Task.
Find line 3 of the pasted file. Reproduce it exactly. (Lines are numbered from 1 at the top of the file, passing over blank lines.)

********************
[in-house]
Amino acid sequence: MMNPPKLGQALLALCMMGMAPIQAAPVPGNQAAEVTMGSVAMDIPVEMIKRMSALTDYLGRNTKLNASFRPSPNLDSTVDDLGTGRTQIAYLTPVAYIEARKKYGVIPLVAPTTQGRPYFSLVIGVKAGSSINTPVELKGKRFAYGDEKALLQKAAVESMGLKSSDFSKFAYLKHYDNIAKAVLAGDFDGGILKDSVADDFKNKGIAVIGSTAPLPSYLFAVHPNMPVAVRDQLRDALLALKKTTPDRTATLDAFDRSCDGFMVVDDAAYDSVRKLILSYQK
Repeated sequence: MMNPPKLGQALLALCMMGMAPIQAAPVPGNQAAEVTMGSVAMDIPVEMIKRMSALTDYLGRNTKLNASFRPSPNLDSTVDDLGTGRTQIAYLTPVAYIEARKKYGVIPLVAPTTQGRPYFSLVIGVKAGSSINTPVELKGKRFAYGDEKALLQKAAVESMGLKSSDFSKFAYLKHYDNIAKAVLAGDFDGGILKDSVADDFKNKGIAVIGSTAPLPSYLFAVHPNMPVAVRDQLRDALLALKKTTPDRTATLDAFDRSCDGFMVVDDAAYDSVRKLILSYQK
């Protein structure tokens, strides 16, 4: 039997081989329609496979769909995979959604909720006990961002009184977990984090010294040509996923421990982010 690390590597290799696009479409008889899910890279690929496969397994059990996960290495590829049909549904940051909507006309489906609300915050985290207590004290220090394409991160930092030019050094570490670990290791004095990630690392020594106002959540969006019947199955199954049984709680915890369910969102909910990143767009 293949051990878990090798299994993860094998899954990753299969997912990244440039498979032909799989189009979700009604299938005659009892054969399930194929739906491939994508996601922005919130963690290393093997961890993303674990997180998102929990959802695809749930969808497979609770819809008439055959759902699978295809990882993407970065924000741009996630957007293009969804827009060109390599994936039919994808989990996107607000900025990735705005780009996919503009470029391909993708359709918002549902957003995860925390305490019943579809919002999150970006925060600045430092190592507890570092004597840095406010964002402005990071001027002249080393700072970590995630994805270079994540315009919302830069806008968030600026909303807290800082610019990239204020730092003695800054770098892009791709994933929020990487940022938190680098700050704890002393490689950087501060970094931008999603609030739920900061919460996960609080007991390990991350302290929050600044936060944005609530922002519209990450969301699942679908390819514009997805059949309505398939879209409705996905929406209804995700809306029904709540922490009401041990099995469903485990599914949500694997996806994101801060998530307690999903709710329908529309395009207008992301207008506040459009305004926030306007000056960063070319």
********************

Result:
Repeated sequence: MMNPPKLGQALLALCMMGMAPIQAAPVPGNQAAEVTMGSVAMDIPVEMIKRMSALTDYLGRNTKLNASFRPSPNLDSTVDDLGTGRTQIAYLTPVAYIEARKKYGVIPLVAPTTQGRPYFSLVIGVKAGSSINTPVELKGKRFAYGDEKALLQKAAVESMGLKSSDFSKFAYLKHYDNIAKAVLAGDFDGGILKDSVADDFKNKGIAVIGSTAPLPSYLFAVHPNMPVAVRDQLRDALLALKKTTPDRTATLDAFDRSCDGFMVVDDAAYDSVRKLILSYQK